In regards to driver and platform support, the tool supports both Intel and AMD chipsets and storage drivers as well as the native Microsoft AHCI drivers. The only limitation is with AMD storage drivers where the driver must be the latest version, or alternatively you can temporarily switch to the Microsoft driver by uninstalling the AMD driver. Samsung has a detailed installation guide that goes through the driver switch process along with the rest of the performance restoration process. 

Explaining the Bug

Given the wide spread of the issue, there has been quite a bit of speculation about what is causing the read performance to degrade over time. I didn't officially post my theory here, although I did Tweet about it and also mentioned it in the comments of the original news post. It turns out that my theory ended up being pretty much spot on as Samsung finally disclosed some details of the source of the bug.

As most of you likely know already, the way NAND works is by storing a charge in the floating gate. The amount of charge determines the voltage state of the cell, which in turn translates to the bit output. Reading a cell basically works by sensing the cell voltage, which works by increasing the threshold voltage until the cell responds.

 

However, the cell charge is subject to multiple variables over time. Electron leakage through the tunnel oxide reduces the cell charge over time and may result in a change in the voltage state. The neighboring cells also have an impact through cell-to-cell interference in the form of floating gate coupling, which is at its strongest when programming a neighbor (or just a nearby) cell. That will affect the charge in the cell and the effect becomes stronger over time if the cell isn't erased and reprogrammed for a long time (i.e. more neighbor cell programs = more interference = bigger shift in cell charge).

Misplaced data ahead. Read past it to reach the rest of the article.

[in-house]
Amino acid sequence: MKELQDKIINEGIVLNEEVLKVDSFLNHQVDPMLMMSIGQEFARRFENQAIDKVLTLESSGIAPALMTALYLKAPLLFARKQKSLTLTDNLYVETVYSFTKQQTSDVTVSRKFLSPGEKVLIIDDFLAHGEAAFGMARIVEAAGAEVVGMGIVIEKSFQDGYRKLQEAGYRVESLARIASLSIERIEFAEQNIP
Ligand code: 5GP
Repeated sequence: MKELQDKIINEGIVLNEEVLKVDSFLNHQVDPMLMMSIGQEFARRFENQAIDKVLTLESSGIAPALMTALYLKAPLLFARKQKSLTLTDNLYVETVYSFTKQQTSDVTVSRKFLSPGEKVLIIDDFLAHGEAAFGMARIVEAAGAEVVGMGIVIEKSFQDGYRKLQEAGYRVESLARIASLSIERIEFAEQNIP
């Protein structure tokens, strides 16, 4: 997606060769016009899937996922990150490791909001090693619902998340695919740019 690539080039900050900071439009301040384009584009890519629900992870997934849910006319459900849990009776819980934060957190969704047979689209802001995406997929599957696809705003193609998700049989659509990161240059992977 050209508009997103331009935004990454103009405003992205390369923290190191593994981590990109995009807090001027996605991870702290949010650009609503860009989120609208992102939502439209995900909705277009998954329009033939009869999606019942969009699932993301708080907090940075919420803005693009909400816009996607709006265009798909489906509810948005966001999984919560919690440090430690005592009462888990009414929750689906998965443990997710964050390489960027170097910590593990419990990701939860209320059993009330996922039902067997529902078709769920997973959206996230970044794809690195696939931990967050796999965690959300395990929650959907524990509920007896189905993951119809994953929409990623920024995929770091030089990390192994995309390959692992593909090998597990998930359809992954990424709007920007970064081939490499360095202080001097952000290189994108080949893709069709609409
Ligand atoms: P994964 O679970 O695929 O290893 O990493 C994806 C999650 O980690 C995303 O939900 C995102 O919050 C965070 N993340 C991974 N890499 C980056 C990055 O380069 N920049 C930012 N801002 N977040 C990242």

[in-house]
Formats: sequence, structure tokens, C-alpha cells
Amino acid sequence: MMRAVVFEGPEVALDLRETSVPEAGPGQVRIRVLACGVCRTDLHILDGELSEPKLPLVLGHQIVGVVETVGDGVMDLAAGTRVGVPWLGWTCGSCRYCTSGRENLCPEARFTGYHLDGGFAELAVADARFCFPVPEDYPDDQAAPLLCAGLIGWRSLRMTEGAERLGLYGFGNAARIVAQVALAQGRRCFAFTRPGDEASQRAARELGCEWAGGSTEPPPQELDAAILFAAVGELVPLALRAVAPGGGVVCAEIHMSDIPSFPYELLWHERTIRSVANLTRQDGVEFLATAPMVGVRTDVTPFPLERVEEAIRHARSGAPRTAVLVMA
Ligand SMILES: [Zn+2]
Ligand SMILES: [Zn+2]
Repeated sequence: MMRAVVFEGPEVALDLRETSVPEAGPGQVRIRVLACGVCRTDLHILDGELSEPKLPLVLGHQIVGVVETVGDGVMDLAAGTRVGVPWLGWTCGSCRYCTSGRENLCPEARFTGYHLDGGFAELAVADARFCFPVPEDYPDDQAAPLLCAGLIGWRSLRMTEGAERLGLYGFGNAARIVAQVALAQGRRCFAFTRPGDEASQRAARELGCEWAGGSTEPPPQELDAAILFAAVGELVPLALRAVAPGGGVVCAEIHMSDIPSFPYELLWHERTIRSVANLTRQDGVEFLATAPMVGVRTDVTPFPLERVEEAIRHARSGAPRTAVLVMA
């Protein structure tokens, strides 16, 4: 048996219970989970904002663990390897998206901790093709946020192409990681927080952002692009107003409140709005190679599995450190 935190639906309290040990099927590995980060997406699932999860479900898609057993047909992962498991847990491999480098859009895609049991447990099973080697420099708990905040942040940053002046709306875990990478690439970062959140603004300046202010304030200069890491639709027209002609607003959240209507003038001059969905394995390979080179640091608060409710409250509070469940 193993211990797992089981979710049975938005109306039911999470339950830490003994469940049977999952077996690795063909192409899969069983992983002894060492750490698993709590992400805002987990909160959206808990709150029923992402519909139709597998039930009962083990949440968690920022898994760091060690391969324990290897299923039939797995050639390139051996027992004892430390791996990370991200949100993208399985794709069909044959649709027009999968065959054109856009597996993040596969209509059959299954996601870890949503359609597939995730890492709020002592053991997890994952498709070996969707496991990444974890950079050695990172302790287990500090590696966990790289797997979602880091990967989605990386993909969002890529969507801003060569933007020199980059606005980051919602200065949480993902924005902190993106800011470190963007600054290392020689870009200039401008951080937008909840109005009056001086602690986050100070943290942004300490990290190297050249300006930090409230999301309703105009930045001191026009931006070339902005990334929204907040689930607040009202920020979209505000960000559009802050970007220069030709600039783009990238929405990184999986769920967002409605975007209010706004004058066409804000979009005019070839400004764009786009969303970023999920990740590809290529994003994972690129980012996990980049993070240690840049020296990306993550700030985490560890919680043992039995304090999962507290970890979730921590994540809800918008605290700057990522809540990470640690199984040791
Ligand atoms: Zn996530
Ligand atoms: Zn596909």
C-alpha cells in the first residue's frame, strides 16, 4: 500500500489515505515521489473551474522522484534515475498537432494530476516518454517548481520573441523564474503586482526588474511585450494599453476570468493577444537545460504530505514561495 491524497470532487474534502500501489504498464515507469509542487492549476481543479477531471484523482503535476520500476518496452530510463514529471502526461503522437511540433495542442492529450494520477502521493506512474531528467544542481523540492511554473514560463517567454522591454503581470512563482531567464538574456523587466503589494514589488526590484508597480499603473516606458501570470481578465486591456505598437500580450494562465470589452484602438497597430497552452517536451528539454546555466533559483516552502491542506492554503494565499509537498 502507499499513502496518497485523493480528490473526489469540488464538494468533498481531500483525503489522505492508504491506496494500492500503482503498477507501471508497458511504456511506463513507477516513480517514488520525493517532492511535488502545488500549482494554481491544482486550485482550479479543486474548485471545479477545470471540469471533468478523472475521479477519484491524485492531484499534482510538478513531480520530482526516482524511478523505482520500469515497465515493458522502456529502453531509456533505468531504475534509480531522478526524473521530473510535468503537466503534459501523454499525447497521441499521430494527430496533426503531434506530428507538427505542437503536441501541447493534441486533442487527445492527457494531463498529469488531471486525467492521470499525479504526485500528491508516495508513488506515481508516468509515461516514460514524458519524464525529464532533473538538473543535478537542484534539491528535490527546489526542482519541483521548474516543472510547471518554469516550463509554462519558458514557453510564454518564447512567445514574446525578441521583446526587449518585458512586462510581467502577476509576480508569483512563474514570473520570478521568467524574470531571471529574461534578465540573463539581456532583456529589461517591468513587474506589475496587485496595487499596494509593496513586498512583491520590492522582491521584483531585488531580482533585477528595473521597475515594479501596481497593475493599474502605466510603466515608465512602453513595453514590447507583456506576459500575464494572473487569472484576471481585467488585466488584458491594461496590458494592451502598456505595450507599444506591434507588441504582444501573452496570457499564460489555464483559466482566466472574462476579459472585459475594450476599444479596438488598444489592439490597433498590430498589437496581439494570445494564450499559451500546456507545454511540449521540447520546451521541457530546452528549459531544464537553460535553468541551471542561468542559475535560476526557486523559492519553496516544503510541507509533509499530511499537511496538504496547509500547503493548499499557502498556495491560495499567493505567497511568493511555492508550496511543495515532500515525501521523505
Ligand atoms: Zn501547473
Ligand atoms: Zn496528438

Because cell voltage change is a characteristic of NAND, all SSDs and other NAND-based devices utilize NAND management algorithm that takes the changes into account. The algorithm is designed to adjust the voltage states based on the variables (in reality there are far more than the two I mentioned above) so that the cell can be read and programmed efficiently.

In case of the 840 EVO, there was an error in the algorithm that resulted in an aggressive read-retry process when reading old data. With TLC NAND more sophisticated NAND management is needed due to the closer distribution of the voltage states. At the same time the wear-leveling algorithms need to be as efficient as possible (i.e. write as little as possible to save P/E cycles), so that's why the bug only exists on the 840 and 840 EVO. I suspect that the algorithm didn't take the change in cell voltage properly into account, which translated into corrupted read points and thus the read process had to be repeated multiple times before the cell would return the correct value. Obviously it takes more time if the read process has to be performed multiple times, so the user performance suffered as a result.